Now that we have these three cornerstones, we are building things that don’t exist in the market

Andreea Gleeson

Gleeson added that the new features had seen "very early adoption", and had instantly found favour with clients.

"Our growth has been fantastic and our financial results are showing that," she said. "The [number of] artists using us since we launched Unlimited has grown exponentially. Likewise, since we launched Splits, it’s brought new users to TuneCore but has also reactivated some artists and labels that were formerly using us. Now that we have these three cornerstones, we are building things that don’t exist in the market.”

Self-releasing artist Lauren Spencer-Smith, scored a Top 5 single in partnership with TuneCore in early 2023 with the TikTok hit Fingers Crossed (535,531 sales, Official Charts Company) peaked at No.4, and the company made waves in early 2023 with the surprise appointment of Papoose as its new head of hip-hop.

According to a press release, the legendary rapper will “lead the company’s Artist Ambassador programme for hip-hop and rap, scouting rising talents on behalf of TuneCore, overseeing artist education and career advice workshops, and acting as a brand advisor for TuneCore’s new programs and innovative technology launches”.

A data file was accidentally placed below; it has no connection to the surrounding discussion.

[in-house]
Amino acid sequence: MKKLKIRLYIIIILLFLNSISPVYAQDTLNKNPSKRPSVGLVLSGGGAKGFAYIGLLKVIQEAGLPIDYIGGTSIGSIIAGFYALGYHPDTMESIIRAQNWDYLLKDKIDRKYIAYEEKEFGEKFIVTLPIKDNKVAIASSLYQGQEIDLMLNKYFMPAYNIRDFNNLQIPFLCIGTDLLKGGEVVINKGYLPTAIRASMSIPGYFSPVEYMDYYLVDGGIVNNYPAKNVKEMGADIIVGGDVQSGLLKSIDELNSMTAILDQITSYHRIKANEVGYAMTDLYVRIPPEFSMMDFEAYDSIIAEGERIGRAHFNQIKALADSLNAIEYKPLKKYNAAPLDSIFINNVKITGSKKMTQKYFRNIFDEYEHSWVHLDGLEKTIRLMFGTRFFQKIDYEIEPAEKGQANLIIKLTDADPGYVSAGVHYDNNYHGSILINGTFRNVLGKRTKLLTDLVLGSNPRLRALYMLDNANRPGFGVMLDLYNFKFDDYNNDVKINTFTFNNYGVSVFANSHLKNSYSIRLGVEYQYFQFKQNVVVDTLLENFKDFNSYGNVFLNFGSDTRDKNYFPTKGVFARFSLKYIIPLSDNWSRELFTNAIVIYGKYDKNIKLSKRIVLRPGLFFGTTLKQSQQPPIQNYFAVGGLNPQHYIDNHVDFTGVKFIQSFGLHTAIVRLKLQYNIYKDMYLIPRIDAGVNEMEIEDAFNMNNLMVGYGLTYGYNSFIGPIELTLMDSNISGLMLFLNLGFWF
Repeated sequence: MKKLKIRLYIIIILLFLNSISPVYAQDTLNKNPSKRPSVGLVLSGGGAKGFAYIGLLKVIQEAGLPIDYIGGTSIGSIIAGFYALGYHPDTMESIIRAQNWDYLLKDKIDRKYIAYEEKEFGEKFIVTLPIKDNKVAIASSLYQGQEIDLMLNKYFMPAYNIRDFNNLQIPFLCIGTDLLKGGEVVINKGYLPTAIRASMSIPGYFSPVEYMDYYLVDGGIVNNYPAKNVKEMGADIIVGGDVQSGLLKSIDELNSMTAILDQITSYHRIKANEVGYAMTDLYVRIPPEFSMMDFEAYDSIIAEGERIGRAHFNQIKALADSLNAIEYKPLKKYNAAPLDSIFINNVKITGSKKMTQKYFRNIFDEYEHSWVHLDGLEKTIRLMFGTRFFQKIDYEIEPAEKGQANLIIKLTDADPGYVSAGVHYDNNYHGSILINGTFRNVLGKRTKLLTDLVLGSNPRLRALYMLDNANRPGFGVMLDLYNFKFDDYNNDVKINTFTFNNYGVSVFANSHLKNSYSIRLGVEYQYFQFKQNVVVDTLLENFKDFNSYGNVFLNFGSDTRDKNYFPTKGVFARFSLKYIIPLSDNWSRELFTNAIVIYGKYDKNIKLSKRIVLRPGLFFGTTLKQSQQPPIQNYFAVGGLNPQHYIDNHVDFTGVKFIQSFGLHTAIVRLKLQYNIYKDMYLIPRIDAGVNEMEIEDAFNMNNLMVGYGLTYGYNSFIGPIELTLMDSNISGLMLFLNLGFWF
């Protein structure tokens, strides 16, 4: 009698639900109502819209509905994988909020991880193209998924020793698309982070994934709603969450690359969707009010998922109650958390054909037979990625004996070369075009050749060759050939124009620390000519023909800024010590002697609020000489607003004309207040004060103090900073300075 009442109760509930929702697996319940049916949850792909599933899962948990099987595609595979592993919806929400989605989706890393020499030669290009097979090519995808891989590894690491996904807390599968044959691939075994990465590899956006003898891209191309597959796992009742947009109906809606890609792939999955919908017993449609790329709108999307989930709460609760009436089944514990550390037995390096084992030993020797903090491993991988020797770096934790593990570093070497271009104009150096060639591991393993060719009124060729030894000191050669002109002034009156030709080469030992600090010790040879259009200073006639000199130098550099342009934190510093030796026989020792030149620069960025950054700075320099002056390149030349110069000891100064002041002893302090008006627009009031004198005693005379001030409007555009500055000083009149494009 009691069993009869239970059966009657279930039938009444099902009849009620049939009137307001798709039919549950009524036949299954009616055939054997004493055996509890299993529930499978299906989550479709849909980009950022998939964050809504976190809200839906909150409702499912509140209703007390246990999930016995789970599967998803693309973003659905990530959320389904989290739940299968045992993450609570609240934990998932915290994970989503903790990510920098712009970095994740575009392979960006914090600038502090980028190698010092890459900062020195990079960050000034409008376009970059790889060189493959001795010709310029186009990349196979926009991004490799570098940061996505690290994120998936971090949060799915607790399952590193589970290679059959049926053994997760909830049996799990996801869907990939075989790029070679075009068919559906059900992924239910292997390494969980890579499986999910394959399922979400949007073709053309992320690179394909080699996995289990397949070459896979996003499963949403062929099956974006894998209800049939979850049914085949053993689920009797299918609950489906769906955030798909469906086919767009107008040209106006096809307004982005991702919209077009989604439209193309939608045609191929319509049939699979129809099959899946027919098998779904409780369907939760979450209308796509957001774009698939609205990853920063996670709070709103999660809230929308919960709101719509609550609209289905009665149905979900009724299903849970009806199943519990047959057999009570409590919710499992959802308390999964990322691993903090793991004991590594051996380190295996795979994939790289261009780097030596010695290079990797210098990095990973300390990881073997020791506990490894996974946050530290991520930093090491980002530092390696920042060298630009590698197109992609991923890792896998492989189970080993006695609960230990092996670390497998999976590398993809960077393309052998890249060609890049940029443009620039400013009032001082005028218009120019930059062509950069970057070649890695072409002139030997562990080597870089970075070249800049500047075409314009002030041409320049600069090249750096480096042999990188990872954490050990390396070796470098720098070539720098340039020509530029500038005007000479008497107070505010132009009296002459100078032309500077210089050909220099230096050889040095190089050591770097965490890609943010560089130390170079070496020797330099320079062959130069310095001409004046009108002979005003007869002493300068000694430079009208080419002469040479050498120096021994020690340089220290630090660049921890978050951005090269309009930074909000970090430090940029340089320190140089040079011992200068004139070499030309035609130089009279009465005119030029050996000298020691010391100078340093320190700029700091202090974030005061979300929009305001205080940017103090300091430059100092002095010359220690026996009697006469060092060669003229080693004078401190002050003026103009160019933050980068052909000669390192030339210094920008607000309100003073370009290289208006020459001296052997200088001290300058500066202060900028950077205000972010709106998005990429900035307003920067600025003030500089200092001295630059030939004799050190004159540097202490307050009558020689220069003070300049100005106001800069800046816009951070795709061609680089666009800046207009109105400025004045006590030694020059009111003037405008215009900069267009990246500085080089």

Describing Papoose as "incredible", Gleeson elaborated on his suitability for the role.

"If we’re so zeroed in on artists’ success, I need to have artists in my executive team," she said. "I need that visibility and understanding because we’re looking at it more from a, ‘This is what we think artists need, and this is what we’re seeing through data,’ [perspective], but you need that more anecdotal perspective of someone who’s sat in that seat.

"He’s somebody who was on a label deal and more recently, he’s been creating and releasing independently. In 2021, he released one album a month for a year, so he was a good person to put as the face of our Unlimited campaign! He’s the poster child. He works with really big artists like Lil Wayne and Fat Joe. Hip-hop has its own ecosystem and needs, so it was very important to bring in somebody who understands what it takes to be an artist, but also understands the community.”

TuneCore also recently renewed its agreement with independent UK publishing platform Sentric, expanding services to offer songwriters more flexibility and a new publishing interface. Believe acquired Sentric in March as its first move into building a digital-first music publishing business. 

"We’ve had a publishing business since 2012 and have paid out over $100 million in that timeframe – 80% of that since we launched a joint venture with Sentric – and we really are leaning into modernisation," said Gleeson. "Right now, about 23% of TuneCore distribution clients are also using publishing administration, but we think that can be higher and there is money being left on the table. I think that us building simplicity around publishing will be huge.” 

Subscribers can read the full Music Week Interview with Gleeson here.